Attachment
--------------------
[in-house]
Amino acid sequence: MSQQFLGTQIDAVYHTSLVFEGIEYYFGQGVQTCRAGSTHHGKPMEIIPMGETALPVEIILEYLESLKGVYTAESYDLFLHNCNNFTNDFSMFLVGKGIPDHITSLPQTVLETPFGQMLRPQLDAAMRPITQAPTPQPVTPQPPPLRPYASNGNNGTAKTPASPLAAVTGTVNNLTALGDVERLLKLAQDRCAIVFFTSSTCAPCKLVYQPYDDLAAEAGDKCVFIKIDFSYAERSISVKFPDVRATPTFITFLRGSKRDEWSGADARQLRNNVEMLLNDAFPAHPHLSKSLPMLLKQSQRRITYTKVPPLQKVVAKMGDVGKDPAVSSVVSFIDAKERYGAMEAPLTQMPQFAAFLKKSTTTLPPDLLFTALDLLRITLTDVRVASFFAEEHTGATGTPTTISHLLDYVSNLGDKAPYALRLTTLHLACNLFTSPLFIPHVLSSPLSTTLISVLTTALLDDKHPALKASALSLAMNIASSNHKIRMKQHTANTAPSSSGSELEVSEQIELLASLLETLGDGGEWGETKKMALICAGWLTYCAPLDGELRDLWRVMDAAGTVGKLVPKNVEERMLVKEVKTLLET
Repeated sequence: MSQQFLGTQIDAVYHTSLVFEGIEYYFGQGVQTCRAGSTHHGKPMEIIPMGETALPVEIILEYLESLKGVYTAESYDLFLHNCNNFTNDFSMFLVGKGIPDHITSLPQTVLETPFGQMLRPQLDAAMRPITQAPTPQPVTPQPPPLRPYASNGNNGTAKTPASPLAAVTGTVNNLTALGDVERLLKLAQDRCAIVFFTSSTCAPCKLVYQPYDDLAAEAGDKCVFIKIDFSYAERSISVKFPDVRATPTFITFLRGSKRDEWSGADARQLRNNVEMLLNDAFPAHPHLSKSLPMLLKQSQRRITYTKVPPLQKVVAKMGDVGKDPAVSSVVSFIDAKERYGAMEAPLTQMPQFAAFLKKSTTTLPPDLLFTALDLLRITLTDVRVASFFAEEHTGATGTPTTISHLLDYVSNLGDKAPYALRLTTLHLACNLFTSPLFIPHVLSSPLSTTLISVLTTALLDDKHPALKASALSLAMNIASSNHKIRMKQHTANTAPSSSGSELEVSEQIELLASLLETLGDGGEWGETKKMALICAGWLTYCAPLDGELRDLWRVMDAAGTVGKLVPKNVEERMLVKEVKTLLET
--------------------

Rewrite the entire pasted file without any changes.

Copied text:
[in-house]
Amino acid sequence: MSQQFLGTQIDAVYHTSLVFEGIEYYFGQGVQTCRAGSTHHGKPMEIIPMGETALPVEIILEYLESLKGVYTAESYDLFLHNCNNFTNDFSMFLVGKGIPDHITSLPQTVLETPFGQMLRPQLDAAMRPITQAPTPQPVTPQPPPLRPYASNGNNGTAKTPASPLAAVTGTVNNLTALGDVERLLKLAQDRCAIVFFTSSTCAPCKLVYQPYDDLAAEAGDKCVFIKIDFSYAERSISVKFPDVRATPTFITFLRGSKRDEWSGADARQLRNNVEMLLNDAFPAHPHLSKSLPMLLKQSQRRITYTKVPPLQKVVAKMGDVGKDPAVSSVVSFIDAKERYGAMEAPLTQMPQFAAFLKKSTTTLPPDLLFTALDLLRITLTDVRVASFFAEEHTGATGTPTTISHLLDYVSNLGDKAPYALRLTTLHLACNLFTSPLFIPHVLSSPLSTTLISVLTTALLDDKHPALKASALSLAMNIASSNHKIRMKQHTANTAPSSSGSELEVSEQIELLASLLETLGDGGEWGETKKMALICAGWLTYCAPLDGELRDLWRVMDAAGTVGKLVPKNVEERMLVKEVKTLLET
Repeated sequence: MSQQFLGTQIDAVYHTSLVFEGIEYYFGQGVQTCRAGSTHHGKPMEIIPMGETALPVEIILEYLESLKGVYTAESYDLFLHNCNNFTNDFSMFLVGKGIPDHITSLPQTVLETPFGQMLRPQLDAAMRPITQAPTPQPVTPQPPPLRPYASNGNNGTAKTPASPLAAVTGTVNNLTALGDVERLLKLAQDRCAIVFFTSSTCAPCKLVYQPYDDLAAEAGDKCVFIKIDFSYAERSISVKFPDVRATPTFITFLRGSKRDEWSGADARQLRNNVEMLLNDAFPAHPHLSKSLPMLLKQSQRRITYTKVPPLQKVVAKMGDVGKDPAVSSVVSFIDAKERYGAMEAPLTQMPQFAAFLKKSTTTLPPDLLFTALDLLRITLTDVRVASFFAEEHTGATGTPTTISHLLDYVSNLGDKAPYALRLTTLHLACNLFTSPLFIPHVLSSPLSTTLISVLTTALLDDKHPALKASALSLAMNIASSNHKIRMKQHTANTAPSSSGSELEVSEQIELLASLLETLGDGGEWGETKKMALICAGWLTYCAPLDGELRDLWRVMDAAGTVGKLVPKNVEERMLVKEVKTLLET